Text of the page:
When smooth talk, style and royal funk bloodline converge in the veins of one man, all that separates him from street legend is a theme song just check

When smooth talk, style and royal funk bloodline converge in the veins of one man, all that separates him from street legend is a theme song — just check Superfly or Shaft. Luckily, Atlanta producer Jazze Pha is at the center of this planetary alignment, flipping hooks and hit singles like a bona-fide hustler, so it's only a matter of time.

In fact, his dad, James Alexander, bassist for funk-soul outfit The Bar-Kays, wrote and recorded the bass lines for Shaft and sequel Son of Shaft, so Jazze Pha is like the grandson of Shaft — or half-brother, depending on how you read family trees. Born Phalon Alexander, Jazze Pha had a childhood most hip-hop and R&B producers would kill for. If he got good grades, he was allowed to tour with The Bar-Kays in the summer, and Parliament and Funkadelic were like his kindly, tripped-out uncles.

Signed briefly to Elektra in the early '90s as an R&B artist, Jazze Pha cut his production teeth mid-decade for MC Breed and others. Bubbling on the come-up, he made a name for himself in 2001 on tracks like Ludacris and Nate Dogg's ego-tripping “Area Codes” and Nappy Roots' organ-driven “Awnaw,” for which he also sang the down-home hayseed soul hook. Most recently, he has flooded radio with the ubiquitous self-shout-out “Jazze Phizzle product-shizzle” on hits for Crunk & B princess Ciara (“1, 2 Step”) and Notorious B.I.G. (posthumous Duets single “Nasty Girl” with Diddy, Nelly and Jagged Edge).

But now for his fame-making theme song — or rather, theme album — he and Goodie Mob MC/singer Cee-Lo Green have joined forces on the decidedly female-friendly Happy Hour (Capitol, 2006). After collaborating on Trick Daddy's 2002 “In Da Wind” and a pair of tracks on Cee-Lo's 2004 sophomore solo album, Jazze Pha and Cee-Lo hooked up in the studio, shared vocal and production duties and knocked out track after track of lover-man soul steeped in ladies'-night energy, cocktails and snappy outfits.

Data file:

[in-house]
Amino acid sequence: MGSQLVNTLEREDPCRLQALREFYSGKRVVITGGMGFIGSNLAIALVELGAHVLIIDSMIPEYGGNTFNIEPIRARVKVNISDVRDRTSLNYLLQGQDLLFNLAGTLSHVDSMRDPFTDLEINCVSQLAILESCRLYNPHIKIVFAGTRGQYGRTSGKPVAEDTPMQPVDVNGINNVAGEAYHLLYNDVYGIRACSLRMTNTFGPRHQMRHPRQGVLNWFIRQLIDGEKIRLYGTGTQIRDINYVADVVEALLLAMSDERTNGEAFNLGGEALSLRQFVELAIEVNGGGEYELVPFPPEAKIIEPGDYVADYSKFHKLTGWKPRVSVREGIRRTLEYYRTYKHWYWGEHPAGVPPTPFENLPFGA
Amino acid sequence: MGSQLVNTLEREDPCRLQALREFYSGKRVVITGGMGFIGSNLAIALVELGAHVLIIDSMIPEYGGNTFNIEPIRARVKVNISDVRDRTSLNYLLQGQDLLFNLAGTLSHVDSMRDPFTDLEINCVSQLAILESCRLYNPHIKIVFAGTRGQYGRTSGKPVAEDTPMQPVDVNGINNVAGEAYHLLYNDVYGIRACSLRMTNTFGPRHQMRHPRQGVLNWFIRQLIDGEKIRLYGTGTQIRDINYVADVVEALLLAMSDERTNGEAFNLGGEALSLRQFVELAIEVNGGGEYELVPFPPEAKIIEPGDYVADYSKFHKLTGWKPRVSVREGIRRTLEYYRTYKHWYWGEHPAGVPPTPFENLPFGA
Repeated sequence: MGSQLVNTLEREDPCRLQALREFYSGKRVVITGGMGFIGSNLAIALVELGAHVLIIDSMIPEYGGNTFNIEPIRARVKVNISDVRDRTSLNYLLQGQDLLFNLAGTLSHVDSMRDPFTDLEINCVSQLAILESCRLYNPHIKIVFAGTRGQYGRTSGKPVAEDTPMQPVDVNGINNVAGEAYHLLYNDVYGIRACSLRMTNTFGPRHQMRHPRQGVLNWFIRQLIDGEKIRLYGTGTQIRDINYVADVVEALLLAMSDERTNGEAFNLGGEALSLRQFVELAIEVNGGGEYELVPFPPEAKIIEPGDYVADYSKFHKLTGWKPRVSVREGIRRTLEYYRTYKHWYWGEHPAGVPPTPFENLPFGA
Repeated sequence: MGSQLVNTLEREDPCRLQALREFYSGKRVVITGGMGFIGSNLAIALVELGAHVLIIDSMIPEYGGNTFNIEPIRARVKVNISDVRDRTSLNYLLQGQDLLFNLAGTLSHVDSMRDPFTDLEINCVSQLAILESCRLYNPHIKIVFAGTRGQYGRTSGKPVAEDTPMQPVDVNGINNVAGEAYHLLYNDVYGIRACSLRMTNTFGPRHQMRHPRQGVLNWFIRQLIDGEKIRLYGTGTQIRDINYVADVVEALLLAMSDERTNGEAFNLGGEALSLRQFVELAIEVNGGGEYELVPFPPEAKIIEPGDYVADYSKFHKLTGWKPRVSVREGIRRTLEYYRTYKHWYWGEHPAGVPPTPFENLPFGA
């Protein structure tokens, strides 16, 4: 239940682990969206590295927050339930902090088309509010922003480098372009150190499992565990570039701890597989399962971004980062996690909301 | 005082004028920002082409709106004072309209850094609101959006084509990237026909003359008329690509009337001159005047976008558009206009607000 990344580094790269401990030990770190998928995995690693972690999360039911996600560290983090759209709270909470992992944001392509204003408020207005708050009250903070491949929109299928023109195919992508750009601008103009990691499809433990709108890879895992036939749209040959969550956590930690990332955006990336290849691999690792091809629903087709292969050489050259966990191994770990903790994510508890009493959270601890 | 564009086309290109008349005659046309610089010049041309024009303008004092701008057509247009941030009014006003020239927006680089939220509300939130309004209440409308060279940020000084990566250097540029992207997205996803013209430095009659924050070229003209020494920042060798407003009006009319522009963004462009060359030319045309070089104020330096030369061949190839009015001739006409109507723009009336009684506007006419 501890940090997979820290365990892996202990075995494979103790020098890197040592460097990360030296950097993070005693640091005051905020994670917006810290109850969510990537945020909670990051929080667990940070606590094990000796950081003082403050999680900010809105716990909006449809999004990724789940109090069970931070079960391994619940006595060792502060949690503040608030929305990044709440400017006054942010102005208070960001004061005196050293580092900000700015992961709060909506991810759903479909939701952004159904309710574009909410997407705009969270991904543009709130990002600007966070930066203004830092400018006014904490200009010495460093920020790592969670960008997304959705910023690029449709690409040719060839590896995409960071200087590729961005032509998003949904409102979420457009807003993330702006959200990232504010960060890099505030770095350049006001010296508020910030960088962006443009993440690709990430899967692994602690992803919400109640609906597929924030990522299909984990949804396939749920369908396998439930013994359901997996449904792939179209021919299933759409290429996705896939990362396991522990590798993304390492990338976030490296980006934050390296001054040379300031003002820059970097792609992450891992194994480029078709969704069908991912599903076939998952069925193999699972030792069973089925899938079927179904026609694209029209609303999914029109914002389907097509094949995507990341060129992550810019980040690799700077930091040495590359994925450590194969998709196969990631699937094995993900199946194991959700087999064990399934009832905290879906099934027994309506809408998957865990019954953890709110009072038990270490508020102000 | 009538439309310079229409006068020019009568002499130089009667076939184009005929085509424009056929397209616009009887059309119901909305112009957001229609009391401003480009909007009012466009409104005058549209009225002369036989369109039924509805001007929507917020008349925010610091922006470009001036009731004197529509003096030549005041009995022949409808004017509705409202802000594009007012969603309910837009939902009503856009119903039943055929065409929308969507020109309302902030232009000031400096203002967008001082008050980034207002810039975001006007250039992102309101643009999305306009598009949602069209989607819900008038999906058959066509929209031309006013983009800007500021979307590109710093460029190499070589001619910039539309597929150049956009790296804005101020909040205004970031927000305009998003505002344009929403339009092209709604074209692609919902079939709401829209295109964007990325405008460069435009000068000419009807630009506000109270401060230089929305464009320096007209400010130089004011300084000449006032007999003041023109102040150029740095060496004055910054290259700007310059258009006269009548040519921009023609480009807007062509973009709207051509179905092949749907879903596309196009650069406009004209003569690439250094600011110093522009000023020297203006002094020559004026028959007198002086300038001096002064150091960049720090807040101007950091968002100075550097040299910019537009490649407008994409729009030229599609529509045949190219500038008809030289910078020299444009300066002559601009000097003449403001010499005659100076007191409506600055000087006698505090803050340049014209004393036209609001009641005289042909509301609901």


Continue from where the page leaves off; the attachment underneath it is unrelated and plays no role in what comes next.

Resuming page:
Suffice it to say that Jazze Pha recognizes fly style, especially when it's his own. “When I'm dressed, I'm coordinated,” he says. “The clothes match the music. Even back in the day, I was the best-dressed in junior high and high school. And Cee-Lo's style is dope, which is why we call Happy Hour ‘60 minutes of well-dressed drama.'' Me and Cee-Lo are two cats that rap, produce, sing… we supersharp, and we soulful as hell, so we went ahead with that in mind and made a young soul album. We incorporate the old-school era with everything we do and make it with a new vibe.”


Vibes can evaporate quickly, so if a beat takes more than 10 minutes, Jazze generally trashes it and moves on. “If I work on something for too long, chances are I don't even like it no more. The average track, the basic to where you know that this track is a jam — to where cats want to buy it — takes about eight minutes,” Jazze says. Eight might just be the new magic number, as Jazze averages eight beats a day in the studio. “I work quick because it's a feel, not a math problem.”

On Ciara's R&B-futuristic, Missy Elliott — assisted 2005 single “1, 2 Step,” Jazze fed off the energy of a packed room of people bobbing their heads and knocked out the core of the track in four minutes. “The best ones come real quick, in like four to eight minutes,” Jazze says.

“If you feel the energy of ‘1, 2 Step,'' you can hear him feeding off everybody's energy,” says sound engineer Nico Solis of Patchwerk Studios in Atlanta, where Jazze does the lion's share of his local work.